Every now and then we see a film that makes us question good and evil, right and wrong. The concepts of villain and hero are often oversimplifications resulting from the demands of popular narrative. After the conclusion of the Avengers franchise left us missing characters like Loki and Gamora, we started to ask, "Who was the good guy, and who was the bad guy?" Are there moments where these lines can be crossed? The X-Men are notorious for destruction and chaos, but they do it in the name of humanity. Magneto is good in one film, bad in another, and ignored in yet another. Heroic Wolverine comes and goes as a raging drunk antihero, while ostensibly villainous Mystique never sheds what seems to be a certain essential humanity.
In any case, all heroes were once normal individuals who made mistakes en route to becoming heroes. But they don't always understand the actual destruction they leave in their wake. Here are a few movie heroes who might have been seen as the villain from someone else's perspective.
- Photo: Warner Bros. Pictures
Superman In ‘Man Of Steel’
Superman is perhaps the greatest superhero of all. He has saved the world countless times and Metropolis countless more. He helps women and children (particularly Lois Lane), puts bad guys behind bars (for a while at least), and foils the megalomaniacal schemes of Lex Luthor (for a while at least).
But during all those epic clashes between the forces of good and evil, one small detail always appears to be left out - who cleans up Superman's messes? In Man of Steel, Superman manages to completely destroy Metropolis, and while the bad guys are getting wormholed back to their world, Superman super-jumps to save Lois. In the background, we can see many others breathing their last and buildings crumbling to the ground, as well as a roiling dark-grey sky.
You have to wonder whether or not Metropolis can afford to keep being "saved" by Superman for much longer.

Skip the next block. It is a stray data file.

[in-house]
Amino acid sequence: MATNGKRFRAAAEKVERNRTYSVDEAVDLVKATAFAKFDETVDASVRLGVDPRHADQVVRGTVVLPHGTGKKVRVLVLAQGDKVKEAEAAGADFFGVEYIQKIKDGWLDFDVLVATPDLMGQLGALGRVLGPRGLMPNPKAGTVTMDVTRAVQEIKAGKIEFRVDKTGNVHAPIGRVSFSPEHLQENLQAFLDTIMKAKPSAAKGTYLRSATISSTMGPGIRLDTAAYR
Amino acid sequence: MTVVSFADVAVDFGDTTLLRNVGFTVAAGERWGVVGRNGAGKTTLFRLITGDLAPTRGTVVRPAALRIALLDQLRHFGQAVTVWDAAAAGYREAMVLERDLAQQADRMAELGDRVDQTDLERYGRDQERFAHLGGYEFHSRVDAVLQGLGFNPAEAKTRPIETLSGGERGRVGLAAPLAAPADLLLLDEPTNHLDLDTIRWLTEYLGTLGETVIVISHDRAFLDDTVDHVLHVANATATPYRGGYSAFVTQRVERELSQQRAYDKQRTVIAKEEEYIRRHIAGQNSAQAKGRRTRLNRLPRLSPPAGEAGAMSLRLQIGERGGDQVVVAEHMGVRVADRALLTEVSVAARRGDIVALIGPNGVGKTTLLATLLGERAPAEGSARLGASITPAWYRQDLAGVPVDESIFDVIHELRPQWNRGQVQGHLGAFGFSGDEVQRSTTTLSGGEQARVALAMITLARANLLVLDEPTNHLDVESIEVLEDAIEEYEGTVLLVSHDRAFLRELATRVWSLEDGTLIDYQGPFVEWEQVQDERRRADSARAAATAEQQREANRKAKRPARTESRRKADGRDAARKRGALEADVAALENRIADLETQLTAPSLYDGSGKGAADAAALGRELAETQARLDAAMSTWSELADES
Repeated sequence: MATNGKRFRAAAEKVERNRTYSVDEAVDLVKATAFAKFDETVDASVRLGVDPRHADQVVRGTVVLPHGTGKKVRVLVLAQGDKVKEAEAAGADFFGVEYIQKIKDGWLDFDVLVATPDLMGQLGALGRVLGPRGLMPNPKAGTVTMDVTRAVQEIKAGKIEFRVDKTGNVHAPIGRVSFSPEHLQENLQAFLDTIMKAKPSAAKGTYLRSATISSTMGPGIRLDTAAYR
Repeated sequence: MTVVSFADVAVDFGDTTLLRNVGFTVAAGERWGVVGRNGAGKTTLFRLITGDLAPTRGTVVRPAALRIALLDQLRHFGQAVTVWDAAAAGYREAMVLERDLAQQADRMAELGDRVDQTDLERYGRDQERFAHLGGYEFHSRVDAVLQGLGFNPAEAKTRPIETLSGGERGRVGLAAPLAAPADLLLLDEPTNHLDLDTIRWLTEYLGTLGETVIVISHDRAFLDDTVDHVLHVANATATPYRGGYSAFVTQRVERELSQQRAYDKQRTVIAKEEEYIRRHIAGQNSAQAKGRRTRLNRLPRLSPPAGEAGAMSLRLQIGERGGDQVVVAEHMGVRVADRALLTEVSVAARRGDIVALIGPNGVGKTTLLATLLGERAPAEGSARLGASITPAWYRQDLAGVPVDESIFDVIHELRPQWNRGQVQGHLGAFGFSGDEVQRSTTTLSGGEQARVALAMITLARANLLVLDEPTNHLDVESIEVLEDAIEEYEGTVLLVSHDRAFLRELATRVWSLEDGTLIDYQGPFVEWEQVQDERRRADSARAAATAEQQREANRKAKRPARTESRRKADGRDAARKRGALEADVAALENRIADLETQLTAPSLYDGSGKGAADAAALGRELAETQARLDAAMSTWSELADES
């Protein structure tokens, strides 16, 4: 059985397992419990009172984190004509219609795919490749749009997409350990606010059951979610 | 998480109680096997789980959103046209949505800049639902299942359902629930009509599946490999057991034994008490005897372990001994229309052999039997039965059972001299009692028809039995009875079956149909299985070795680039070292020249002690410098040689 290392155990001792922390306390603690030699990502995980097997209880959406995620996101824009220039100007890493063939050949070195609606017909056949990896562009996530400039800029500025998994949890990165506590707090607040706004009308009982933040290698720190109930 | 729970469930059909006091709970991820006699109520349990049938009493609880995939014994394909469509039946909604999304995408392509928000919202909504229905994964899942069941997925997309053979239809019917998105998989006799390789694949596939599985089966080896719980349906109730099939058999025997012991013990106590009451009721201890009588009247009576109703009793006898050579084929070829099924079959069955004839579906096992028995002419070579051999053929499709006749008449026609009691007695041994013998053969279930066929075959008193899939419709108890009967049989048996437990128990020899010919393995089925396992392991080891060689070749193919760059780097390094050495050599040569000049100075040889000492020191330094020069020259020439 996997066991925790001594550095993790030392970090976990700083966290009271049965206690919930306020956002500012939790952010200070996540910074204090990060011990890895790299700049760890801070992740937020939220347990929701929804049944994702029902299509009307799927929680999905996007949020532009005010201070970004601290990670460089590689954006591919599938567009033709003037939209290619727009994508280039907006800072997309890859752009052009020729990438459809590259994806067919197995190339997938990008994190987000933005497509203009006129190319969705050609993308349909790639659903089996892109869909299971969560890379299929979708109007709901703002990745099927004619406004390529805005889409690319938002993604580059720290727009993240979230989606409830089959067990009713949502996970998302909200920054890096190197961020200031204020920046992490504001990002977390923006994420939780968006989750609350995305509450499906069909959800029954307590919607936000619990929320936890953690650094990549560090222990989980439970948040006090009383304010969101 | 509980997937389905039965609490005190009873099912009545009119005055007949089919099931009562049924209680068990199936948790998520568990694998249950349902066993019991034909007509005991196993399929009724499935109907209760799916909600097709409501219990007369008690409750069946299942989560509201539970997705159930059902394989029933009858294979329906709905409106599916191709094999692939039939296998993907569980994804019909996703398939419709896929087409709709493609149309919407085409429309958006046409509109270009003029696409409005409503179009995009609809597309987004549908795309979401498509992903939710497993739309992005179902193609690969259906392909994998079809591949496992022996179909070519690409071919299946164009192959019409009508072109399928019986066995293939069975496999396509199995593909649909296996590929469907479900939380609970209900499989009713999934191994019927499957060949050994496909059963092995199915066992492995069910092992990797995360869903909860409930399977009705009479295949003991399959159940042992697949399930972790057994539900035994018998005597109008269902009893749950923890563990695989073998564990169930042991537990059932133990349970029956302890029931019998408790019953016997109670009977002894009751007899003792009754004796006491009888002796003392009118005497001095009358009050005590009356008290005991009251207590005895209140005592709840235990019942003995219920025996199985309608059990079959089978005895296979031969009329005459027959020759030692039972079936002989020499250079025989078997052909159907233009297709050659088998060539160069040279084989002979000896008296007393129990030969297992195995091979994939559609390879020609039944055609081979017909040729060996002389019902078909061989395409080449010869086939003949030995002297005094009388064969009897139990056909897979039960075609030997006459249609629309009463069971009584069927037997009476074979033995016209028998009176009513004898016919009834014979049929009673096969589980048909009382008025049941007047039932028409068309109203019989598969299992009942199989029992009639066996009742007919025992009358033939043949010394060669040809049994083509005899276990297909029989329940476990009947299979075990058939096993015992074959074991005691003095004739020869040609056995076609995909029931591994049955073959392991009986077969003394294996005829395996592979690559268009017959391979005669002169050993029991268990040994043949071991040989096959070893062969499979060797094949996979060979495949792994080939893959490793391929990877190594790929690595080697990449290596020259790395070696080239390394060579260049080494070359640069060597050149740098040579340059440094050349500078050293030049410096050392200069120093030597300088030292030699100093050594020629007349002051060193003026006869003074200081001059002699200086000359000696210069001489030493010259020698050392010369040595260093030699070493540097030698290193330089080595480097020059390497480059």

- Played By: Henry Cavill
- Photo: Aliens / 20th Century Fox
The thing to remember is that the xenomorphs in the Alien films are just animals. Dangerous animals, sure, but so are grizzly bears - and nobody's calling for their extinction. The thing to do with dangerous animals is to give them a wide berth and treat them with respect.
Ripley doesn't do that. It's bad enough her crewmates on the Nostromo get all up in the eggs in the first place, but when she returns to LV-426 57 years later, her response to the colony's destruction isn't "maybe we should leave these beings alone." It's "wipe them out."
Ironically, it's the hot-headed marine Hudson who has the most humane solution to the problem: "Let's just bug out and call it even!"
Even evil yuppie Burke reasonably points out, "This is clearly an important species we're dealing with." But Ripley won't rest until the xenomorphs have gone the way of the passenger pigeon.
- Played By: Sigourney Weaver
- Photo: Orion Pictures
Clarice Starling is an FBI trainee tasked with interviewing the notorious Hannibal Lecter in order to gain insight into her quarry, Buffalo Bill, who has abducted a senator's daughter. Sounds like a great idea on paper, but it turns into a nightmare for Clarice and more than a few hapless bystanders.
As Clarice struggles through psychologically intense interviews with Lecter, she gets too close to the situation, leading to errors in judgment - including an ill-advised ploy to deceive Lecter with false promises. The fallout from this fiasco gets Lecter moved to a lower-security facility, from which he escapes, leaving four victims in his wake - plus a likely fifth, Dr. Chilton, in the wings as the end credits roll.
Clarice does save the senator's daughter, but at what cost? Maybe she should have spent a little more time at Quantico.
- Played By: Jodie Foster
- Photo: TriStar Pictures
As someone with a successful career, Julianne Potter has never placed much importance on her love life. When her best friend Michael O'Neal, with whom she had a longstanding marriage pact, tells her he's getting hitched, she realizes she loves him and sets about planning to sabotage the wedding. We feel for Julianne, and even empathize with her feeling that she has dibs on Michael over the young pretender, Kimmy Wallace. In the end, despite all the damage she's done to her best friend's wedding and to her relationship with her gay partner-in-crime George, she is still forgiven.
In reality, if your friend tried to destroy your relationship for no reason, sabotage your wedding, and throw the token gay best friend under the bus, you might not be so quick to forgive. Julianne single-handedly ruins what should have been the best day of this young couple's life, adds stress to the wedding planning, and snatches time from the young couple. Julianne also tries to force herself onto Michael, which just isn't cool.
- Played By: Julia Roberts